Sunday 27 May 2018

Walker fends off champion Day to grab his first Major

Jimmy Walker lifts the Wanamaker Trophy after winning the US PGA Championship (Photo by Andrew Redington/Getty Images)
Jimmy Walker lifts the Wanamaker Trophy after winning the US PGA Championship (Photo by Andrew Redington/Getty Images)
Liam Kelly

Liam Kelly

The 98th US PGA Championship was played in fits and starts over the weekend due to the threat of lightning in the air, but when it counted, the sparks flew on the back nine as Jimmy Walker holed a three-foot putt on the last to become the fourth first-time Major champion of the season.

Walker, 37, defied the best efforts of title holder Jason Day and Open champion Henrik Stenson as a tortuous, weather-assaulted championship at last coughed up the dramatic finish the galleries had anticipated.

Walker led from wire-to-wire and got the job done on a long day in which he, Day and Stenson had to play 36 holes, finishing round three in the morning and coming back for more in the afternoon.

But it was worth it to the man from Oklahoma City who defied all the odds to carve his own special place in golfing history.

Walker's record in the PGA since 2010 gave no cause for optimism before Thursday.

Three missed cuts, a tied-21st and a previous best tied-7th finish in 2014 did not meet the profile of a Major champion.

So much for the betting market. Walker did the best job of any of the 156 starters.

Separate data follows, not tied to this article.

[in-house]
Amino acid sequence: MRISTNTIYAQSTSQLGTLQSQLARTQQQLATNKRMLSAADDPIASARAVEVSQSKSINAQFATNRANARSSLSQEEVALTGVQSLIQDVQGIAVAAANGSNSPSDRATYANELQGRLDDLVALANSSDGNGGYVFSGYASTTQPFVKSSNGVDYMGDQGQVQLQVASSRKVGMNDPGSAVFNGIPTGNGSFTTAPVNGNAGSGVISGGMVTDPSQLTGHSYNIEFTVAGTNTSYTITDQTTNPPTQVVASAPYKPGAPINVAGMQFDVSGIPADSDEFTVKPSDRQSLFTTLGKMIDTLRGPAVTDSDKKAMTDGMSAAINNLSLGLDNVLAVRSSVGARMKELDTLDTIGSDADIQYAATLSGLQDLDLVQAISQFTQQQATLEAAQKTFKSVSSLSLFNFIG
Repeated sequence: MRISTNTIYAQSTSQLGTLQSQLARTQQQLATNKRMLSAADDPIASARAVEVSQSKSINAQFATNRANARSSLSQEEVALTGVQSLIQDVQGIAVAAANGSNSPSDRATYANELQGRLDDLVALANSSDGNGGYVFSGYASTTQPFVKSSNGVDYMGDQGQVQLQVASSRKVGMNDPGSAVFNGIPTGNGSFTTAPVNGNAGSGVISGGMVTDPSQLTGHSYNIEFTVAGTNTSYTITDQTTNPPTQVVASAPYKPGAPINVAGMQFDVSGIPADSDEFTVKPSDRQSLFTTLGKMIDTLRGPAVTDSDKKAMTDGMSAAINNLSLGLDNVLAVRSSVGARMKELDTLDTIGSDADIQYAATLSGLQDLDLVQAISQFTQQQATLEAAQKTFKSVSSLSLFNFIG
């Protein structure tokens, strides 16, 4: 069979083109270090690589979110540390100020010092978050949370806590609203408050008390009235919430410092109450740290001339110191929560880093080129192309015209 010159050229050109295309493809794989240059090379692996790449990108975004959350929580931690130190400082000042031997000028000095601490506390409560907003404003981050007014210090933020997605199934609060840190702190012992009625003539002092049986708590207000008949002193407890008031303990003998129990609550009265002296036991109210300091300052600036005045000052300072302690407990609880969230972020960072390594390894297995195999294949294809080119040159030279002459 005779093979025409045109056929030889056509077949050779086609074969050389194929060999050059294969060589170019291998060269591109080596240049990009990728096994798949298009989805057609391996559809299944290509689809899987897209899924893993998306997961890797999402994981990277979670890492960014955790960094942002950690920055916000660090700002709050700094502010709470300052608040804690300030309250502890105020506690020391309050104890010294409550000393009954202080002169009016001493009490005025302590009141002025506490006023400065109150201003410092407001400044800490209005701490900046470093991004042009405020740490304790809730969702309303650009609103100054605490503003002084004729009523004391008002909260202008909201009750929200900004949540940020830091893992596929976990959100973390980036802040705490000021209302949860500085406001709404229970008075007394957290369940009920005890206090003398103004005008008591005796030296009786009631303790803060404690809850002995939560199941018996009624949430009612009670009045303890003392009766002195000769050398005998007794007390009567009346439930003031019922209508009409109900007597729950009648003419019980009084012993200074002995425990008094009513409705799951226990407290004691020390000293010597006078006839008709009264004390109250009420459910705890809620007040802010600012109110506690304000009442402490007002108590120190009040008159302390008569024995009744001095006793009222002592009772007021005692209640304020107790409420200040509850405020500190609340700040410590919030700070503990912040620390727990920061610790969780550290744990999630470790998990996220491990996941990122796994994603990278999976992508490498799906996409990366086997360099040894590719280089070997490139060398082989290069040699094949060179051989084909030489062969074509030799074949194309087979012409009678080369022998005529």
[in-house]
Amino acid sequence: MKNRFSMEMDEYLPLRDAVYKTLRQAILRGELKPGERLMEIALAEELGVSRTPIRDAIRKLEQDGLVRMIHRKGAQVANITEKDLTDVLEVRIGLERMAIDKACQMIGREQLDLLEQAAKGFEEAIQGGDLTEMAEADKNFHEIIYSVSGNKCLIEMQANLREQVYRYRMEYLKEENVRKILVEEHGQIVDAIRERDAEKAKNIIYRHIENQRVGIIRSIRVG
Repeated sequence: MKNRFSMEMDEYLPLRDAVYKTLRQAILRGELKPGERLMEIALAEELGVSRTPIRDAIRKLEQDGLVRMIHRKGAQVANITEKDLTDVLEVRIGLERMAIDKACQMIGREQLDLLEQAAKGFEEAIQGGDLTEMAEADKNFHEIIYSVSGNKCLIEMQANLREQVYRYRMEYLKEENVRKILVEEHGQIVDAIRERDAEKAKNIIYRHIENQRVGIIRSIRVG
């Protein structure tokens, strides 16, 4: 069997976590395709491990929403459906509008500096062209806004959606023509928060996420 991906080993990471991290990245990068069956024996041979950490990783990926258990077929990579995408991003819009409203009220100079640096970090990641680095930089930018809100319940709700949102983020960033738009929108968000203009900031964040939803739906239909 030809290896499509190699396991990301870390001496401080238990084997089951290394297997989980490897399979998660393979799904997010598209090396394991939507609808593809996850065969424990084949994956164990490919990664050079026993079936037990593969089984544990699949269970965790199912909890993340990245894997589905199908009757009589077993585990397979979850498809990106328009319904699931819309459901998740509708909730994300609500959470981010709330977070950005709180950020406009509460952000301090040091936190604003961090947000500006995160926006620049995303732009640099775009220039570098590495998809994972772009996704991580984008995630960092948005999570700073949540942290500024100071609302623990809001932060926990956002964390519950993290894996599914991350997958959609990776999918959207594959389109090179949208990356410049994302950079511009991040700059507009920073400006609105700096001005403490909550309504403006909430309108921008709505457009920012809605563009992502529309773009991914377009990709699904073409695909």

Rounds of 65, 66, 68 placed him on 11-under par after 54 holes, one ahead of Jason Day.


For nine holes of the final round he kept his rhythm and reeled off par after par.

Then, he struck, first on 10 when he splashed out of a greenside bunker for a birdie three. His day got even better when he followed that by slotting a 30-foot birdie putt at the 11th to move to 13-under.

Ahead of him Day, who had turned in level-par 34, had also birdied 11, to reach 11-under.

Brave Stenson, seeking a second successive Major in a fortnight, saw his bid collapse with a double-bogey six on the 15th, dropping him to eight-under and out of the race.

Meanwhile, Walker hoicked his tee shot on the 15th into rough, but saved his par.

A par three on the 215-yard 16th kept Walker still two clear of Day, who was gutted to miss a birdie chance at the long 17th.

Everything hinged on the last two par-fives. Day took a par on 17, and a huge roar went up when he gave himself an eagle chance from ten feet at the 18th.

Behind him, an even bigger roar. Walker birdied 17 to reach minus-14, but Day eagled for 67 and the clubhouse lead at 13-under. Walker needed par for 67 at the last and got it, despite playing his second shot into rough right of the green.

Irish Independent

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